contention that otherwise would be prohibited by this Rule.
What Sort Of Personal Moral Considerations Are Appropriate?
The main ground for withdrawing from representing a client for "personal" moral reasons is that (from Rule 1.16 above):
a client insists upon taking action that the lawyer considers
repugnant or with which the lawyer has a fundamental disagreement
Typically, this involves matters of litigation tactics that are not illegal or fraudulent, but that are likely to hurt an innocent third party, to further victimizes the person harmed by the crime, or appeals to prejudice or hate or corruption that could do long term damage to the legal climate or other people.
For example, suppose that there is strong circumstantial evidence to suggest that a husband killed his wife, and the husband can't provide an alibi for his whereabouts at the time of the crime because he has amnesia, but the lawyer knows that the wife was actually killed by your client and the husband was actually saving the life of the burglar who in a car accident leaving the scene before the burglar bonked the husband on the head causing the husband to lose his memory. Your client was a burglar who was caught red handed for the burglary with items in his trunk and DNA evidence in the house, but your client lied and said that the wife was dead when he entered the house. A lawyer might conceivably limit how far he would be willing to go to point the blame at the husband even if the client wanted the lawyer to pursue that angle.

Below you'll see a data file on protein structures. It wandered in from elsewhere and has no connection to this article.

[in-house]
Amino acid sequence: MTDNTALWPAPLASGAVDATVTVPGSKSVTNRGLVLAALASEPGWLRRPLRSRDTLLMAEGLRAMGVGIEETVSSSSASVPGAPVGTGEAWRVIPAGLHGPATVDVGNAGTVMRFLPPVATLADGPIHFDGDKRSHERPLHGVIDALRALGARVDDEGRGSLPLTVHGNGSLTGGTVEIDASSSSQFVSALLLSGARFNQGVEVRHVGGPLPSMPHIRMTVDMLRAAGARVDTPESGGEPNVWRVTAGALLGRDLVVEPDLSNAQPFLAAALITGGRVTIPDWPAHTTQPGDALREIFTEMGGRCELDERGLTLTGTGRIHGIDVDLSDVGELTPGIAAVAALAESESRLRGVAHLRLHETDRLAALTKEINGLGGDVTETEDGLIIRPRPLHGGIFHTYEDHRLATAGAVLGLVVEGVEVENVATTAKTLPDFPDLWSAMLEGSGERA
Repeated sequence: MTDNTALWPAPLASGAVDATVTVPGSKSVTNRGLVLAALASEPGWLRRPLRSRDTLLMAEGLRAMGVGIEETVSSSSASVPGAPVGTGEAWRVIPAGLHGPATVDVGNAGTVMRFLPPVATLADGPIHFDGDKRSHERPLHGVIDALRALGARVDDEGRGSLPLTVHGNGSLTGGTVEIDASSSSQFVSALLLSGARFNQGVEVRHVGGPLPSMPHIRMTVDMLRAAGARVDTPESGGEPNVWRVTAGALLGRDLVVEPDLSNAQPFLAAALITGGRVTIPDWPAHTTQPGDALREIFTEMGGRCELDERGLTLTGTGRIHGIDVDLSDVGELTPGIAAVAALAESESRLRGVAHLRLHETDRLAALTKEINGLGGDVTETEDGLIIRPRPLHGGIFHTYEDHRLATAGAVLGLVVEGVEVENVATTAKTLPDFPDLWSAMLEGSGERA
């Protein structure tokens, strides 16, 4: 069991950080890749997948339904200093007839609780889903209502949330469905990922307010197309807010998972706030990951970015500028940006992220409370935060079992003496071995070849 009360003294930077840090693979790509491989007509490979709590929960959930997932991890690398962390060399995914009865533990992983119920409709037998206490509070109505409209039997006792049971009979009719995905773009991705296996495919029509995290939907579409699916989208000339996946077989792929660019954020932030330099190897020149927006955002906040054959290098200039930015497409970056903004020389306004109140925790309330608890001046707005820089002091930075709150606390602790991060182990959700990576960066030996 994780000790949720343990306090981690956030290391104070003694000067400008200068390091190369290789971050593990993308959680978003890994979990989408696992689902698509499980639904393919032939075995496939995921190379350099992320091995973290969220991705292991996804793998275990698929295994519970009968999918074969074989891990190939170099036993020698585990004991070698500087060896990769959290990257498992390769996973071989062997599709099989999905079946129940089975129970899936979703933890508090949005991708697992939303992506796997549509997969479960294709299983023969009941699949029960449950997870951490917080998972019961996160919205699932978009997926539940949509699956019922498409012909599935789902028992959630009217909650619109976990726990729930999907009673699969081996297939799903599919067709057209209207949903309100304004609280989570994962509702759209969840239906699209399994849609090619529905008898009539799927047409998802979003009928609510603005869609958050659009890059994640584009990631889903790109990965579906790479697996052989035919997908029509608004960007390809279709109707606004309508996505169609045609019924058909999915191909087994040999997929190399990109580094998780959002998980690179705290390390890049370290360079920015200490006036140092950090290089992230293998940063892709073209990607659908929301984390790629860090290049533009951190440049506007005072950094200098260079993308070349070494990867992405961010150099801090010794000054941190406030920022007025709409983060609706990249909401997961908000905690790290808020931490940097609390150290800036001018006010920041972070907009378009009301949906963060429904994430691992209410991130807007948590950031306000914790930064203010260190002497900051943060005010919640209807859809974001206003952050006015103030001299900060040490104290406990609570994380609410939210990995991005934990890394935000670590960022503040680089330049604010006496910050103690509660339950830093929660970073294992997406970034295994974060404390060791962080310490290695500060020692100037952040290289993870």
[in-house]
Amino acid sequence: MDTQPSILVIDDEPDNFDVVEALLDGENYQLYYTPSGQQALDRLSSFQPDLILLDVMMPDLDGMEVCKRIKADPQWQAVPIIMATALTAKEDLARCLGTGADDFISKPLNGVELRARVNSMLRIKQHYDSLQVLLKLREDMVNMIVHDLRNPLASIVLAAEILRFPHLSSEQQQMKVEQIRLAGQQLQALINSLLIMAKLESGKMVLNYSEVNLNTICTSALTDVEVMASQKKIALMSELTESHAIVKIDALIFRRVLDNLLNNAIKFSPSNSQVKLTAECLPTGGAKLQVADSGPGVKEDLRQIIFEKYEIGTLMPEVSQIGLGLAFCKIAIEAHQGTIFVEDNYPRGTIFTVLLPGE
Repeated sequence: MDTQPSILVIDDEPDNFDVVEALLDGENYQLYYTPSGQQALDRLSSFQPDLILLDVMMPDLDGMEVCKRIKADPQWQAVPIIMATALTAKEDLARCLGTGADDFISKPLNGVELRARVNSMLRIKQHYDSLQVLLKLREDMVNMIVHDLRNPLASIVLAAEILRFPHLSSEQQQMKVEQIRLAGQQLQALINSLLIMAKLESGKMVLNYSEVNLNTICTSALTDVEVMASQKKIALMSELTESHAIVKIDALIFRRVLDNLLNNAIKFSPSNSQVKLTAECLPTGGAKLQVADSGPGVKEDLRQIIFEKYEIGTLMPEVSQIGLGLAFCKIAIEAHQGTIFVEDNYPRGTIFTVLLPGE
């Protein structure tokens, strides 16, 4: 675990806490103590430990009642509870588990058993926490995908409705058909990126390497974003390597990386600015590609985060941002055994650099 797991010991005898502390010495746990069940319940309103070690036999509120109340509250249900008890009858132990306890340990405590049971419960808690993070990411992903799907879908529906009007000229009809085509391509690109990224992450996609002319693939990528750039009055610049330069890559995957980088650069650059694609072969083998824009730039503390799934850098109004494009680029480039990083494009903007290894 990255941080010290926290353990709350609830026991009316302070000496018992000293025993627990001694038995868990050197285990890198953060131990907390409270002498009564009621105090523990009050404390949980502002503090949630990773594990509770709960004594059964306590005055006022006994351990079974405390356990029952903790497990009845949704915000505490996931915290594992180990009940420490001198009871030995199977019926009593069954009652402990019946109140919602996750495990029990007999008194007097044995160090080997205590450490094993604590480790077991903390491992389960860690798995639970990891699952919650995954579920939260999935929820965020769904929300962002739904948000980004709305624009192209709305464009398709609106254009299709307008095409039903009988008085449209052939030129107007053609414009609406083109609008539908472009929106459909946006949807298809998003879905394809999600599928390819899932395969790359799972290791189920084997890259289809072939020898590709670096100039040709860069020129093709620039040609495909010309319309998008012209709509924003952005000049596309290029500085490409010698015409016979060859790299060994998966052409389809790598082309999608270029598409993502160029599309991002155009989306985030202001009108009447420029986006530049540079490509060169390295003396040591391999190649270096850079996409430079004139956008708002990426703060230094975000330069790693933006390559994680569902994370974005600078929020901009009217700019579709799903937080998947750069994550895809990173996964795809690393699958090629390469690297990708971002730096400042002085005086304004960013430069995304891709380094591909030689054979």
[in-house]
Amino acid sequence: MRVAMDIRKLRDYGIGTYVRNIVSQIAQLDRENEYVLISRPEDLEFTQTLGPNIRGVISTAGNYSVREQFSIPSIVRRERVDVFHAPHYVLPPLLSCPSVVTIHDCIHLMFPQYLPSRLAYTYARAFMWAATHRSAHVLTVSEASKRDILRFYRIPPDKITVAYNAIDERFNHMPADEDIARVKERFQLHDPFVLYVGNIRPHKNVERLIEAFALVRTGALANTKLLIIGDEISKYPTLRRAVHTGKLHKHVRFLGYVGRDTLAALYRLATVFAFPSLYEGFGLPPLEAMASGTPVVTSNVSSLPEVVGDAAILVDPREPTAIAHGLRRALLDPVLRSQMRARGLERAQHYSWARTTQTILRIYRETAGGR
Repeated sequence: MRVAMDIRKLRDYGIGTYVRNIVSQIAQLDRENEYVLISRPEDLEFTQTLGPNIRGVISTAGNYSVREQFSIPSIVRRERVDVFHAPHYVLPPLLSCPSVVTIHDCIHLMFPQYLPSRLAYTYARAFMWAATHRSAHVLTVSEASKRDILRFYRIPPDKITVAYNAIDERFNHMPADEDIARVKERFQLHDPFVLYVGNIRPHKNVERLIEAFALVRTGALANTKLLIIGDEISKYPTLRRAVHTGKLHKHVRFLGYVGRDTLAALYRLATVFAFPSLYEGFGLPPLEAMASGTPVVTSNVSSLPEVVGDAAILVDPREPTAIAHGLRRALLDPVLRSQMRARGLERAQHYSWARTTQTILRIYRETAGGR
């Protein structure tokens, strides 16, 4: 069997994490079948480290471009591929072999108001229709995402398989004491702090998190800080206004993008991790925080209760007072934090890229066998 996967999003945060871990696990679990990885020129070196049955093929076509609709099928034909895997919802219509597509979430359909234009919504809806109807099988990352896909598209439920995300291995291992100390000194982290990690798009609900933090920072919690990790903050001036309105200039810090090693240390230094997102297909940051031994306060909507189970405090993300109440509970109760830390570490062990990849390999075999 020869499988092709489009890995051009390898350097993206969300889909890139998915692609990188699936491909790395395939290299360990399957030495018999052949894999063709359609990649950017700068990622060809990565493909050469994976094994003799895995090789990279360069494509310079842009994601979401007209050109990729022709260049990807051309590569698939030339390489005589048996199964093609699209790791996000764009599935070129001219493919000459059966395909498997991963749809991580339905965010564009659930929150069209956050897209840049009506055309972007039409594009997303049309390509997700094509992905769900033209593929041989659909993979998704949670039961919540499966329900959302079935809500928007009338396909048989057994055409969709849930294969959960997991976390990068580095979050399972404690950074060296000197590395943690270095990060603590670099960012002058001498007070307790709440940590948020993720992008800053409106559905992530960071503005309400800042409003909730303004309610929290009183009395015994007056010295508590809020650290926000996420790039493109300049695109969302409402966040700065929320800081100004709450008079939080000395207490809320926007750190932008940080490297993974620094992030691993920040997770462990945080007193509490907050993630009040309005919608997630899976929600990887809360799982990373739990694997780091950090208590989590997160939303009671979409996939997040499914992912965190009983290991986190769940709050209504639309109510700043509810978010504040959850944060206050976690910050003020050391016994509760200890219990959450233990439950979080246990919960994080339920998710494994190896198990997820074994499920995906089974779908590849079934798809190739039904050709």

Or, the victim might be a child who after being victimized had a frail emotional state. The client might push the lawyer to rudely and aggressively question the child and to intimidatingly investigate the child's friends, in an effort to cause the child to have a breakdown and refuse to cooperate further with the prosecution, but lawyer might not be willing to use that tactic even though it might work.
Or, the client might be on trial in a county with a lot of KKK members some of whom will probably lie about their biases and end up on the jury. The client might want the lawyer to make an argument that implies with dog whistle type statements that the victim was a gay Jewish black man who didn't deserve to live anyway, while the client was the descendant of a plantation owner who was active protecting KKK interests in the county, and effectively nudge the jury to engage in jury nullification and acquit the client even if they believe that he is guilty. But, the lawyer might not be willing to use that tactic.
But, no lawyer worth his salt would ever withdraw in the middle of a case from representing a client simply because the lawyer learned that the client was a KKK leader who was 100% guilty of the crime, and not because of a disagreement in the tactics that the client insisted that the lawyer use.